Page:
Anti-Personnel Land Mine Detection and Discrimination Using Acoustic Data
- Cite this article as:
- Hocaoglu, A.K., Gader, P.D., Keller, J.M. et al. Subsurface Sensing Technologies and Applications (2002) 3: 75. doi:10.1023/A:1015516615008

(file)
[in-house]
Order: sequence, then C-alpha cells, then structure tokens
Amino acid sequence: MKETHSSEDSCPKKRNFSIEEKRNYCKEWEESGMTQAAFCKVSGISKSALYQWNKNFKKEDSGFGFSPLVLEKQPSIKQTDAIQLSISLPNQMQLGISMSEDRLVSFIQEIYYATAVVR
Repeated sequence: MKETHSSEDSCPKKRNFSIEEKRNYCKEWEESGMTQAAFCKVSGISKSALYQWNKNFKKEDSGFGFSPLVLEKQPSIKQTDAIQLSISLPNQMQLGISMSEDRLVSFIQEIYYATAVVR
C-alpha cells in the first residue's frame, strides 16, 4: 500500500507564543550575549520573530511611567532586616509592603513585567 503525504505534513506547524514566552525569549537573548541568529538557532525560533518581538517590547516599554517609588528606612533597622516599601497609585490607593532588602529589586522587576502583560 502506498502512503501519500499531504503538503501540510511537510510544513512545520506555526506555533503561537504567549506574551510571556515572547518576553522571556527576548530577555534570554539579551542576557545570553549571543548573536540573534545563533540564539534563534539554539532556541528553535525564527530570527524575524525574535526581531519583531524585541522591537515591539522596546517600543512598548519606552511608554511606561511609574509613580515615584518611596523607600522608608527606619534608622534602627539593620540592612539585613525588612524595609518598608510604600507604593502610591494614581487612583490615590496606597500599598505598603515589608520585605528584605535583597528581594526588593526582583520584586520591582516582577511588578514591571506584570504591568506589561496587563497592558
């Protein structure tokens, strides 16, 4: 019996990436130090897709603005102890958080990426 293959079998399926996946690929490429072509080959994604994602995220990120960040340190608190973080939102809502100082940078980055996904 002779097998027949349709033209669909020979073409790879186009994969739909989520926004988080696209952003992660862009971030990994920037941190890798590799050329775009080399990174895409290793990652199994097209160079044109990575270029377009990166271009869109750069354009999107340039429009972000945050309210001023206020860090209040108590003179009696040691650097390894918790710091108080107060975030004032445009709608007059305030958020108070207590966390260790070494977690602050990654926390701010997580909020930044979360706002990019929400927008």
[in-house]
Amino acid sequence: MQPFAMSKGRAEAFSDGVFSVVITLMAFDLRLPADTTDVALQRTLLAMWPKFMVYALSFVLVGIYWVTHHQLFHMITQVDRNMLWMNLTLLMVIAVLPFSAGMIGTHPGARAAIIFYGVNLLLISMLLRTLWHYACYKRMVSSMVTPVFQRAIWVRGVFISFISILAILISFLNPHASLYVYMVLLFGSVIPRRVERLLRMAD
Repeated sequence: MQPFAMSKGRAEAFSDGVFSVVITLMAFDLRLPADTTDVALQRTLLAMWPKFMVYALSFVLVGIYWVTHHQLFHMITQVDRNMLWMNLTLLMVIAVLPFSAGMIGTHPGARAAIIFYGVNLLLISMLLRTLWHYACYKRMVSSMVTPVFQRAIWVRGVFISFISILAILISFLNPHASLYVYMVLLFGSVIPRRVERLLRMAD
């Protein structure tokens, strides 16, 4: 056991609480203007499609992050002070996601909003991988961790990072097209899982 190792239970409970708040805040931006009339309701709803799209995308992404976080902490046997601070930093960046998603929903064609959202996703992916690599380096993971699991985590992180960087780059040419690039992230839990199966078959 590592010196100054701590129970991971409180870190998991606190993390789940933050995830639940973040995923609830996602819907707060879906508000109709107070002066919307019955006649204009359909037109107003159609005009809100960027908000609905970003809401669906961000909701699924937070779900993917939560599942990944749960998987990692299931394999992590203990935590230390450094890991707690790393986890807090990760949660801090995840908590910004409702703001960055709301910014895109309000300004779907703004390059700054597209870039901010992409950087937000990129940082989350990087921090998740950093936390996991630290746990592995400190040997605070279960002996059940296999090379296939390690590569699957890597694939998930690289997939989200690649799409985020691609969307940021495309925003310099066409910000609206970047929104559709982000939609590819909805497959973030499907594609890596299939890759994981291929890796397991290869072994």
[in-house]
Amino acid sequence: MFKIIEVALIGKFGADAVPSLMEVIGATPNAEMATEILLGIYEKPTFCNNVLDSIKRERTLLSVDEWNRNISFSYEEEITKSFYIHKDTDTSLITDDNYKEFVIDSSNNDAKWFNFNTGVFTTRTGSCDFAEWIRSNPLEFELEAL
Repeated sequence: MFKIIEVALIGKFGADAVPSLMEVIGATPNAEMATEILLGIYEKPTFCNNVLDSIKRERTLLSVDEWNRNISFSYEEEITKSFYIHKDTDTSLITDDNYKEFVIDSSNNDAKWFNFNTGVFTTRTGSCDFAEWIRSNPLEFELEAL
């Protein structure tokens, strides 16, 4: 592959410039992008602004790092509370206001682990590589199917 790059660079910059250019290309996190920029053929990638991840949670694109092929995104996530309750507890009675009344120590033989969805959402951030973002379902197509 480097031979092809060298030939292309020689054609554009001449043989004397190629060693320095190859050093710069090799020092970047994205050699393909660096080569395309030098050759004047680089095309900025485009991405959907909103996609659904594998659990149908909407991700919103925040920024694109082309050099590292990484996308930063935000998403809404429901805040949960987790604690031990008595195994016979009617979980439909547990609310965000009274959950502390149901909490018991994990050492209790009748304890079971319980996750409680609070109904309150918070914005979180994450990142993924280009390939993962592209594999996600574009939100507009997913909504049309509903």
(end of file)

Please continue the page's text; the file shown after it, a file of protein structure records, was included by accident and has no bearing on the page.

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An acoustic-based land mine detection system was field-tested by the University of Mississippi with promising results. This system uses a Laser Doppler Vibrometer (LDV) to measure the velocity of the vibration at the surface of the soil induced by acoustic energy in various frequency bands. In this paper, automated methods for detecting and discriminating Anti-Personnel (AP) mines from clutter objects are presented. Pre-processing methods rely on nonlinear filters realized as Choquet integrals. These filters are robust to the non-Gaussian, impulse type noise in this type of data. Detection follows pre-processing and relies on adaptive thresholding over each frequency band and three-dimensional (3D) connected component analysis. Features are extracted from the 2D frequency slices of the 3D connected components. The features are adaptively aggregated over frequency and used for discriminant analysis. Experiments are performed using anti-personnel mines, clutter objects, and blank areas (background samples with no mines or clutter objects). The algorithm detects 92% of the mines for a wide range of parameters. For some threshold values, 100% of the mines are detected and 92% of the mines are classified as mines with no false alarms.